The vector I propose in the solution is a logical vector telling which elements of x$id can be matched uniquely and in a 1-to-1 manner with an element of y$id2. Consider x$one.to.one <- (x$id %in% y$id2) & !(x$id %in% y$id2[duplicated(y$id2)]) and looking at x afterwards. –  Blue Magister Jan 4 '13 at 2:36
    
Also, I do not think data.frame(x,y,test) does what you think. The data.frame command will just mash its arguments together, not merging by id. Additionally, because y in this instance has fewer rows than x, it gets recycled to fill up the space and so will be repeated 10 times. –  Blue Magister Jan 4 '13 at 2:39
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The reason your merge failed was that you gave it two different structures (one a numeric matrix and the other a character matrix) for x and y. Using cbind when data.frame should be chosen is a common strategy for failure.

> str(x)
 chr [1:110, 1:4] "1" "2" "3" "4" "5" "6" "7" "8" "9" "10" "1" "2" ...
 - attr(*, "dimnames")=List of 2
  ..$ : NULL
  ..$ : chr [1:4] "id" "X1" "month" "year"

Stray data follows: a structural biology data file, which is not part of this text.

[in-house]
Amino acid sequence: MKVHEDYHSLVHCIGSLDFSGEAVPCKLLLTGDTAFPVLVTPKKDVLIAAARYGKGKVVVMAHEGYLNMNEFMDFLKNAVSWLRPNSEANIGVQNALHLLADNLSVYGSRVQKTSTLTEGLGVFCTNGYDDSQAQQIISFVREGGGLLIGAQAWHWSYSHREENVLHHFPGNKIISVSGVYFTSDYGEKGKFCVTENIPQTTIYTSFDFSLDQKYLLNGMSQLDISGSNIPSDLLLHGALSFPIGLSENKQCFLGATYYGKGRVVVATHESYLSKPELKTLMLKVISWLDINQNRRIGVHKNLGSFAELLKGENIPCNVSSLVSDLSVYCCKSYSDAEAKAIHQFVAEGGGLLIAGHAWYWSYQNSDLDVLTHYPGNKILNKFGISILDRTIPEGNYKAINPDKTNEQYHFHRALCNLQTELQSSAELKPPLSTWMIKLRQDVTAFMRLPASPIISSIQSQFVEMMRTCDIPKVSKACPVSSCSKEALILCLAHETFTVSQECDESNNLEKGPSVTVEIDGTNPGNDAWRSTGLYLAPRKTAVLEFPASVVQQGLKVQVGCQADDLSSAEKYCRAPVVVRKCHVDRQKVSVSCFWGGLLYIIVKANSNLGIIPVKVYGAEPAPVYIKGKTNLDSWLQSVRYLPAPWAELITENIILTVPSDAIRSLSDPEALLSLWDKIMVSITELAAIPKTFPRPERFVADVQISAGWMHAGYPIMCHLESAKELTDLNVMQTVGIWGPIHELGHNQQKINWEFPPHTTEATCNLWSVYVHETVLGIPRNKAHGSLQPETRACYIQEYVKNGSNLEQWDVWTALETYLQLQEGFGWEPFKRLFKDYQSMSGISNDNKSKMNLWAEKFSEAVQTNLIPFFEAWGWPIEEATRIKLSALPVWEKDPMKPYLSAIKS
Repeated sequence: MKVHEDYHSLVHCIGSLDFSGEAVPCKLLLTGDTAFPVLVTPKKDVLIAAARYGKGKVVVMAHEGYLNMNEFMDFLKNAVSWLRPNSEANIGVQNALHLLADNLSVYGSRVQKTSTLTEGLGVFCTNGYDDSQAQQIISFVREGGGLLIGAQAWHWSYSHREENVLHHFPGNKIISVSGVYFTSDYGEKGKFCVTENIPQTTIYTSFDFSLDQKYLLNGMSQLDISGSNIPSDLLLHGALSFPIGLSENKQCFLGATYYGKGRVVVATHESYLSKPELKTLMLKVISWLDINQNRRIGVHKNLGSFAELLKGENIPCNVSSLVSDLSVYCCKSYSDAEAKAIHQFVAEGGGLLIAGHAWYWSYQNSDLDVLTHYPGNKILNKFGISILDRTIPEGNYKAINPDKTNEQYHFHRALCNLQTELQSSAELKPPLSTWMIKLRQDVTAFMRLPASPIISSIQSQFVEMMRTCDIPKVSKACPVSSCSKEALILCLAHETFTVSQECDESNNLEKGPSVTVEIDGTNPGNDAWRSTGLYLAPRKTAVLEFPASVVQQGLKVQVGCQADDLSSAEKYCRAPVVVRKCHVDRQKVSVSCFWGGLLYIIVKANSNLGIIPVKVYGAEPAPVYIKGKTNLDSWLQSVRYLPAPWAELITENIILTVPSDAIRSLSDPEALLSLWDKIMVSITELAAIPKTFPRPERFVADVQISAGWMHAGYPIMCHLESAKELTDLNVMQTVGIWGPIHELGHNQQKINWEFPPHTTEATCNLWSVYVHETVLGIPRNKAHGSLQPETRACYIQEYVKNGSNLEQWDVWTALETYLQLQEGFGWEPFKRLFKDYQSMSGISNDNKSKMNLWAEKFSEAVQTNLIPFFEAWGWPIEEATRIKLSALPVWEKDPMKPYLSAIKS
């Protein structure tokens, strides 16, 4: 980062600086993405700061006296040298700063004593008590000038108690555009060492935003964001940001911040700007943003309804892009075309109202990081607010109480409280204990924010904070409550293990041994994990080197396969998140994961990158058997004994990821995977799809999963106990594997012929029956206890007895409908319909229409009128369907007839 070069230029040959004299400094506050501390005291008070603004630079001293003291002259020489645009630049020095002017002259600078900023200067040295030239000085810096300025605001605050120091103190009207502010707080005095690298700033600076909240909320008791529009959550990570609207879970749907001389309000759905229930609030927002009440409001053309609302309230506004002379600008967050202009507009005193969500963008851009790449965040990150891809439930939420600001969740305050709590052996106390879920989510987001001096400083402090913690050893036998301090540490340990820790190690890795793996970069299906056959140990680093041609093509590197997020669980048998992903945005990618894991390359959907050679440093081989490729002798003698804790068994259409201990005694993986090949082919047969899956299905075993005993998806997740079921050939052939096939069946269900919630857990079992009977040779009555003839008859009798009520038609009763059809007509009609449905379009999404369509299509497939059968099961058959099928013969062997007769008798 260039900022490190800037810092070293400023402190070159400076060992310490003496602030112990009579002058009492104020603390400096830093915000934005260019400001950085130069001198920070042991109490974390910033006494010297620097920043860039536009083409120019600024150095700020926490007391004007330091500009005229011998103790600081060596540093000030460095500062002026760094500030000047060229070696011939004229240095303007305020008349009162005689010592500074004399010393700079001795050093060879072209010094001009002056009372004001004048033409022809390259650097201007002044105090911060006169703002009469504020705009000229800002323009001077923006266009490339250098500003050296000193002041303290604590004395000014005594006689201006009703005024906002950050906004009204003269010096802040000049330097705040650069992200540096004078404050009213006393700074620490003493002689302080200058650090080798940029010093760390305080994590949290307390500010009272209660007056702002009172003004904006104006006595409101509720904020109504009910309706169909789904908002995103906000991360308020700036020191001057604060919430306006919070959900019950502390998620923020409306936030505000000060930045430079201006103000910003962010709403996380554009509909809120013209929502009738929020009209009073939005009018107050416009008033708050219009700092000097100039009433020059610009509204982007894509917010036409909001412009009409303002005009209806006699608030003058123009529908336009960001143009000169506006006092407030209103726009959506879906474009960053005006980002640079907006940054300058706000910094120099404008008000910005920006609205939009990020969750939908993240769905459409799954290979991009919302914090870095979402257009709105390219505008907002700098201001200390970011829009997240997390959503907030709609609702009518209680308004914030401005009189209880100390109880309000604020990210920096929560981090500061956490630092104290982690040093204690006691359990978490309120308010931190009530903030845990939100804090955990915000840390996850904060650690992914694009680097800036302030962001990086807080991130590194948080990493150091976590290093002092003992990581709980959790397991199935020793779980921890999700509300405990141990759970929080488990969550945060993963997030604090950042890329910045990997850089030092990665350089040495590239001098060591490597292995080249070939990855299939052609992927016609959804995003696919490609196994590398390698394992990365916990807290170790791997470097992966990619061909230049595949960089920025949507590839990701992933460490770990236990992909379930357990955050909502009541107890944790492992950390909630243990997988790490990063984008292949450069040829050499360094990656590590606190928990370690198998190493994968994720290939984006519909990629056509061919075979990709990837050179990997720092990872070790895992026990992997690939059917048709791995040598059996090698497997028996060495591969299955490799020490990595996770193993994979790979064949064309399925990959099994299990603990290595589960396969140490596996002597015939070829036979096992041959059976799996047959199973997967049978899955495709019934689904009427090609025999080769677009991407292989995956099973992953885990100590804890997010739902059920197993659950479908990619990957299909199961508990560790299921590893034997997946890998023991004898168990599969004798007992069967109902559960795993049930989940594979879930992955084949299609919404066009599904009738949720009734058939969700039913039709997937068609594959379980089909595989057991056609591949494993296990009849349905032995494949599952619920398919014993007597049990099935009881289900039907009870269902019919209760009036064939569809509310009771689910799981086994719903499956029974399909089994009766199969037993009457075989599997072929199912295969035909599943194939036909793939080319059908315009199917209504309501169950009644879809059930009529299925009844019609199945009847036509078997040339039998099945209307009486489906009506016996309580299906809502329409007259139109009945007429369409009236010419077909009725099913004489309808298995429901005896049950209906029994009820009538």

> str(y)
 num [1:11, 1:2] 1 2 3 4 5 6 7 8 9 10 ...
 - attr(*, "dimnames")=List of 2
  ..$ : NULL
  ..$ : chr [1:2] "id2" "Y1"

If you used the data.frame function (since dataframes are what merge is supposed to be working with) it would have succeeded:

> x <- data.frame(id, X1, month, year); y <- data.frame(id2,Y1)
> str( result <- merge(x, y, by.x="id", by.y = "id2", all =TRUE) )
'data.frame':   111 obs. of  5 variables:
 $ id   : num  1 1 2 2 3 3 4 4 5 5 ...
 $ X1   : num  1.5063 2.5035 0.7889 -0.4907 -0.0446 ...
 $ month: Factor w/ 10 levels "Apr","Aug","Dec",..: 6 6 2 2 10 10 9 9 8 8 ...
 $ year : Factor w/ 5 levels "2001","2002",..: 3 3 4 4 5 5 1 1 2 2 ...
 $ Y1   : num  1.449 1.449 -0.134 -0.134 -0.828 ...

> tail( result <- merge(x, y, by.x="id", by.y = "id2", all =TRUE) )
     id         X1 month year        Y1
106  96 -0.3869157   Dec 2004        NA
107  97  0.6373009   Jan 2005        NA
108  98 -0.7735626   Feb 2006        NA
109  99 -1.3537915   Mar 2001        NA
110 100  0.2626190   Apr 2002        NA
111 200         NA  <NA> <NA> -1.509818

If you have duplicates in your 'x' argument, then you should get duplicates in the result. It's then your responsibility to use !duplicated in whatever manner you deem appropriate (either before or after the merge), but you cannot expect merge to be making decisions like that for you.